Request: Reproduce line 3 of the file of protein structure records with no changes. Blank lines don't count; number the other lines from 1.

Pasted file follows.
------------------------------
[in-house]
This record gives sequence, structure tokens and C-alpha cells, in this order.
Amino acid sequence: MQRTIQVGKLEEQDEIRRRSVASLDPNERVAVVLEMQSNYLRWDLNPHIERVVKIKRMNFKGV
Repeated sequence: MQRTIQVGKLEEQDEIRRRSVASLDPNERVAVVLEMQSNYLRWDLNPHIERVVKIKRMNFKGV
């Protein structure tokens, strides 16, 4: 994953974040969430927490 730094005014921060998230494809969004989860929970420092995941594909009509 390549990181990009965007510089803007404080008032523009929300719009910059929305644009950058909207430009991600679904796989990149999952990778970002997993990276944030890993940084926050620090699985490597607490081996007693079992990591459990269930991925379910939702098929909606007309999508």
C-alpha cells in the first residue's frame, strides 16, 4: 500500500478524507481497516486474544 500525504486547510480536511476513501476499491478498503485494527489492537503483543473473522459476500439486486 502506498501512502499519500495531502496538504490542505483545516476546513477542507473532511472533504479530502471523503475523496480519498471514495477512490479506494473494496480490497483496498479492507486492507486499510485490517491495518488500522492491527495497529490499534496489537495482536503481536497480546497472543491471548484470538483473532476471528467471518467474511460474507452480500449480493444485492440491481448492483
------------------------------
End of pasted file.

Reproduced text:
Amino acid sequence: MQRTIQVGKLEEQDEIRRRSVASLDPNERVAVVLEMQSNYLRWDLNPHIERVVKIKRMNFKGV